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Practice these Principles

MY name is Dave and I am an alcoholic.

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MY name is Dave and I am an alcoholic. When I had been in the Fellowship for two years, I went to London to see a friend who I had met when I was in a treatment centre. We were sitting in a park (I still don’t know the name of it) when they said to me, “How would you say your life has changed since you came into the treatment centre two years ago?”. I replied, “When I came in, I had nothing, I had lost everything, marriage, kids, home, job, car, friends, self-respect. I was even ‘sacked’ as a churchwarden of the church I’ve been going to for a few decades. Now, two years on, I still have nothing but it is a ‘better class of nothing’. “…there has been a revolutionary change in their way of living and thinking.” (BB p.50) The pandemic gave me a chance to reflect on my life. Due to AA, I was able to accept isolation and was happy with my own company. I was reminded a lot about a Fellow, who I met when I first came to AA and who became a very good friend. He died sober just prior to the pandemic. His motto was, and he always said it to me, “Keep It Simple”, so here goes.

“What was it like?” In my twenties, I drank in the evening to be sociable. In my thirties, I drank straight after work. In my forties, I started drinking at lunchtime at work. In my fifties, I started drinking first thing in the morning. (that’s a bit of a lie as I was just carrying on drinking from the night before). 

“What happened?” I was fifty-nine when my youngest daughter came round to see me. I answered the door in my dressing gown while holding a bottle of alcohol, even though it was the afternoon. She said, “Dad, you need help and I can’t help you. Maybe these people can.” and gave me a list of treatment centres. This is now what I call my first spiritual experience. I looked at the information, called a centre and booked myself in. Within a week I was safely ensconced in a treatment centre being introduced to the AA Programme.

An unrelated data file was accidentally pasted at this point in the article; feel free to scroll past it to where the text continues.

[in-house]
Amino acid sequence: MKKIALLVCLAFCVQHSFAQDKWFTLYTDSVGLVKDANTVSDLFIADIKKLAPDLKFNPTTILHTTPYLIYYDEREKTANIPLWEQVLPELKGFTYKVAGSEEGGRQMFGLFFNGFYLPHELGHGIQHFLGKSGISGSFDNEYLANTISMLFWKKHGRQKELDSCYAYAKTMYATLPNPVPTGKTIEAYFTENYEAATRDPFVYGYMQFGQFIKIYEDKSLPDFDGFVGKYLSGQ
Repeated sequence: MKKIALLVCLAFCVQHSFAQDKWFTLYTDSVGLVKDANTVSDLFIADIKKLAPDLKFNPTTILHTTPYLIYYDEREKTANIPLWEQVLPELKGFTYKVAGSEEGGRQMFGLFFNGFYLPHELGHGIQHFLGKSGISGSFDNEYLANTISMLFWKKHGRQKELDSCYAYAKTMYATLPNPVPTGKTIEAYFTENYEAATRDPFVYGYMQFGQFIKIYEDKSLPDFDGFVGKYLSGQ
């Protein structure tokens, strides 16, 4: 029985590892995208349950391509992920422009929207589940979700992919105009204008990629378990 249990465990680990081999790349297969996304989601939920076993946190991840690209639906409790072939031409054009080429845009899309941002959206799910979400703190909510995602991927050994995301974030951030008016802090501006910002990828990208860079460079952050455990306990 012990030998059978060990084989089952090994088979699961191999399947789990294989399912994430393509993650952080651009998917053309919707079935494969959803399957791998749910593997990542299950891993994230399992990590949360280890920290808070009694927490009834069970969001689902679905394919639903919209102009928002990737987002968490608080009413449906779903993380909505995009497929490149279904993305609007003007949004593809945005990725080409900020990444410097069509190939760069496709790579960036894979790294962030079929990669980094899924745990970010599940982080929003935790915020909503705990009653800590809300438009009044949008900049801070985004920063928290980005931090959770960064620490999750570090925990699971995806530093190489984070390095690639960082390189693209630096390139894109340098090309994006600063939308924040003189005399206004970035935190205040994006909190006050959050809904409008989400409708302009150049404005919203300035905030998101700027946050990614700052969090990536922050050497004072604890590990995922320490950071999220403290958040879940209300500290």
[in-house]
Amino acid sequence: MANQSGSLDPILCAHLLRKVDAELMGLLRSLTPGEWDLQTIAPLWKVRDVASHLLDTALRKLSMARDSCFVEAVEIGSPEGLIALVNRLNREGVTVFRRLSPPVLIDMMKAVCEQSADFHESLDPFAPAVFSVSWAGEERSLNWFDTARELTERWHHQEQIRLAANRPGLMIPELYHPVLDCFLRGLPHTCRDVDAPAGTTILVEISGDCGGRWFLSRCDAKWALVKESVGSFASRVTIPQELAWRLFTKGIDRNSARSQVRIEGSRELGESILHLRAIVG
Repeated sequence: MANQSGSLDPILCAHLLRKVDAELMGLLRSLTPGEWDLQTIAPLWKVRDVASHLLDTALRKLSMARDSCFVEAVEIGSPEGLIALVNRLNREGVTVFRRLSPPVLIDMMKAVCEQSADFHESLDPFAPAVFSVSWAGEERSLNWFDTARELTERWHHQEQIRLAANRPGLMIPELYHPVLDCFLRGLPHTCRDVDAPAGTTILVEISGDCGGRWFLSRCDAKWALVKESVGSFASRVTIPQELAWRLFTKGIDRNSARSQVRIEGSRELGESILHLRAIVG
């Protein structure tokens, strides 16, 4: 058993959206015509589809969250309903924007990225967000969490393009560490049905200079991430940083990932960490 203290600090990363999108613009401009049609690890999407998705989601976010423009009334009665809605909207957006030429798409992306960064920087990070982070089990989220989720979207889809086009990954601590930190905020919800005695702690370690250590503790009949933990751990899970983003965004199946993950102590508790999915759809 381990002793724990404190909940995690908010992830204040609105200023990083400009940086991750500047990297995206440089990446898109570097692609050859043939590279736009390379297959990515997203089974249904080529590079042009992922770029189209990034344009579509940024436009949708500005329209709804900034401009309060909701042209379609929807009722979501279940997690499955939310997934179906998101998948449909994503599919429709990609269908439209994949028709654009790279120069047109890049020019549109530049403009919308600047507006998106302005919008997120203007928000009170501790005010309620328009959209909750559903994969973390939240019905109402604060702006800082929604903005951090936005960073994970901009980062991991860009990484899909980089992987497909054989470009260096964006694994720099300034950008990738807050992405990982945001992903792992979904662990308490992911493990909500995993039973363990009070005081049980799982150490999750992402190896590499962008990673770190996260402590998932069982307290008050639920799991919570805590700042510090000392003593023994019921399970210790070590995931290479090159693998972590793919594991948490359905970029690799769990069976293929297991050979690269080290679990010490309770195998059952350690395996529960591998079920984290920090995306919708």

“What is it like now?” In my sixties, I went to AA meetings and made good friends. I did what was suggested - worked the AA Programme and didn’t pick up a drink. I am now in my seventies and still sober. I’m not saying that it has been easy. 

When I came out of the treatment centre my eldest daughter said, “Dad, you’ve changed and I don’t like it. I don’t want to see you again.”  I didn’t like what she said and went on a five-day bender. I suspect that having been sober for two months I was looking for an excuse to have a drink. I starting drinking on Friday night in Lancing and ended up, five days later, travelling across the Norfolk countryside. I was on a miniature railway train nursing a bottle of alcohol at 9.30am. The rest of the train was occupied by schoolchildren nursing their lunchboxes. I then had my second spiritual experience - it then dawned on me that what I’d heard in AA was true. “If I don’t pick up that first drink, I won’t get drunk.” What I had proved to myself, yet again, is that I couldn’t pick up that first drink. I had done my own research. I have to be reminded, on a daily basis, of that train ride. 

Looking back over the years I’ve been in AA; it hasn’t been a bed of roses yet I have dealt with every task without the need to pick up a drink. Stopping drinking was the easy part. Living life on life’s terms is what AA has taught me to do. I have been blessed with many things since I have been sober. My youngest daughter gave me this beautiful Christmas present two years ago. She thanked me for helping her with her years of studying. I said that I hadn’t helped as I know nothing about her studies. She replied that she didn’t have to worry about me, what I was up to, how much I was drinking. She said that I had AA and friends in AA. (What a testament to AA if only I continue to work for it). My eldest daughter, who didn’t want to see me, got married last year. I was there as she wanted me to be there. And so, the last part of Step Twelve springs to mind, “I practice these principles in all my affairs.

DAVE W, Lancing